Background: HIV continues to be an important public health issue. Voluntary community-based HIV testing (VCBT) helps to reduce the undiagnosed population of HIV-positive individuals, enabling early diagnosis and treatment. Monitoring is essential to determine whether at-risk groups are being effectively reached.
Aims: Our aim was to pilot and then introduce sustained monitoring of VCBT in Ireland, through collaboration between statutory and non-statutory organisations.
Methods: The study was initiated by the Health Protection Surveillance Centre in 2018. Steps included forming a multisectoral steering group and developing a minimum standardised dataset. De-identified case-based data were requested for VCBT carried out from 1 January 2017 onwards; this paper includes data for 2018.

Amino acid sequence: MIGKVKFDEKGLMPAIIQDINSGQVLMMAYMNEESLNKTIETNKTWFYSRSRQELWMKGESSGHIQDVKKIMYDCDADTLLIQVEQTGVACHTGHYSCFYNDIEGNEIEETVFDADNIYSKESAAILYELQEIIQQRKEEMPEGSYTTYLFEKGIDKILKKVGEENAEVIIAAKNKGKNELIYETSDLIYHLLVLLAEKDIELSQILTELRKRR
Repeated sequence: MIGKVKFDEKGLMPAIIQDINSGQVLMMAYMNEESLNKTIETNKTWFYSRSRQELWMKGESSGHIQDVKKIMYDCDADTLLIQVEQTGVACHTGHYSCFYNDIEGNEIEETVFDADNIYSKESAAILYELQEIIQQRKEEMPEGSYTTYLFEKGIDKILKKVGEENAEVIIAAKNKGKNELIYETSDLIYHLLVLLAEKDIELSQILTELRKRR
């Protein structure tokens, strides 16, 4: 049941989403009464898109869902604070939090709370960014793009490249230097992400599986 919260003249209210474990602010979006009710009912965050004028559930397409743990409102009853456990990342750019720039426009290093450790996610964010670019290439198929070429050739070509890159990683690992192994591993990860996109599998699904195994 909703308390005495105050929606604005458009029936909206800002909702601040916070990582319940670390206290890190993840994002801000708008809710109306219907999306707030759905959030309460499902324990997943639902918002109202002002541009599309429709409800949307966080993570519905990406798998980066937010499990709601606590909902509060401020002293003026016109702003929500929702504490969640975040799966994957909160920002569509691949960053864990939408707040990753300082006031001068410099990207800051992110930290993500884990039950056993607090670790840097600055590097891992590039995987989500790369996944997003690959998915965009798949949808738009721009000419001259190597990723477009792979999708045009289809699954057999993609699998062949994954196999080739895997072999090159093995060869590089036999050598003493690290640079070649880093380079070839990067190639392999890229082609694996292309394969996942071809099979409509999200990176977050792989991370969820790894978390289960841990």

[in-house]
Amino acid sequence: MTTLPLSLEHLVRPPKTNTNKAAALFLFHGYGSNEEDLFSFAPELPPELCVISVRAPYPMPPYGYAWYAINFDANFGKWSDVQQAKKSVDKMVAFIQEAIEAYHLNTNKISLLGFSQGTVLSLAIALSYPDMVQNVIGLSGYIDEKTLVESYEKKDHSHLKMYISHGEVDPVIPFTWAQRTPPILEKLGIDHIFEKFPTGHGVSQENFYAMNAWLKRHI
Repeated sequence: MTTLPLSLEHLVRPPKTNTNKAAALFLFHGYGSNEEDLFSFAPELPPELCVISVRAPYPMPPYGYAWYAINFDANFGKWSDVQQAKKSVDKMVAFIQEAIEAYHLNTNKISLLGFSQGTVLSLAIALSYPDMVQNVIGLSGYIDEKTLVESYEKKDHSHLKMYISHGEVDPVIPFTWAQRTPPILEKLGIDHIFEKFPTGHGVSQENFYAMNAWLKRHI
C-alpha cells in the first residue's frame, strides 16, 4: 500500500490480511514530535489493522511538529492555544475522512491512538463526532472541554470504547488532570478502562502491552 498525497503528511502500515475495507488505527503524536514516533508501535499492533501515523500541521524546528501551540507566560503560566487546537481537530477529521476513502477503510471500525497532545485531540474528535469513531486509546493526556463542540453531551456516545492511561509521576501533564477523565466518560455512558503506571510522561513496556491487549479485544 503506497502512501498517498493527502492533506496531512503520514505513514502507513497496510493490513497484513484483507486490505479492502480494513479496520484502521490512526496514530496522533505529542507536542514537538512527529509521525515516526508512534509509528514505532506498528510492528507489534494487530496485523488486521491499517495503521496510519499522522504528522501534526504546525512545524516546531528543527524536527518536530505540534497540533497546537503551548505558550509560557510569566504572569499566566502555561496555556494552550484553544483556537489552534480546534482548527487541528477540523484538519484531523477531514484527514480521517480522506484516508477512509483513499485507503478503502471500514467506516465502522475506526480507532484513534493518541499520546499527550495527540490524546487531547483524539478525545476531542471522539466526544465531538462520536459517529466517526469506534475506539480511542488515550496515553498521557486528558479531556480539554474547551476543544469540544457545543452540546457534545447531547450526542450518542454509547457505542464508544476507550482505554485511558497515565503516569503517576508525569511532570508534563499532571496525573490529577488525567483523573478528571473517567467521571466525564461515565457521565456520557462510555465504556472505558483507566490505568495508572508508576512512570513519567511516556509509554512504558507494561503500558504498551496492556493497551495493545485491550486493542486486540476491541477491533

Results: Six organisations participated; all four NGOs involved in VCBT, one medical charity, and the Health Service Executive National Social Inclusion Office. Methods were rapid point-of-care testing (POCT) (54%) or laboratory based (46%). Total HIV test reactivity was 1.7% (1.5% excluding persons later identified as previously diagnosed HIV positive). All POCT data were case based; the test reactivity rate was 0.8% and was higher in bar/club settings (1.2%). Most (74%) laboratory testing data were in aggregate format; the test positivity rate in one asylum centre was 5.0%. Ongoing challenges include testing among persons later identified as previously diagnosed HIV positive, monitoring case-based testing in asylum settings, and suboptimal data on confirmatory testing and linkage to care.
Conclusions: Sustained national monitoring in community settings will help inform HIV testing guidelines and will enable assessment of the impact of local and regional community HIV testing strategies.
Keywords: Community HIV testing monitoring; HIV; International protection applicants; Ireland; Men who have sex with men; Point-of-care testing; Surveillance.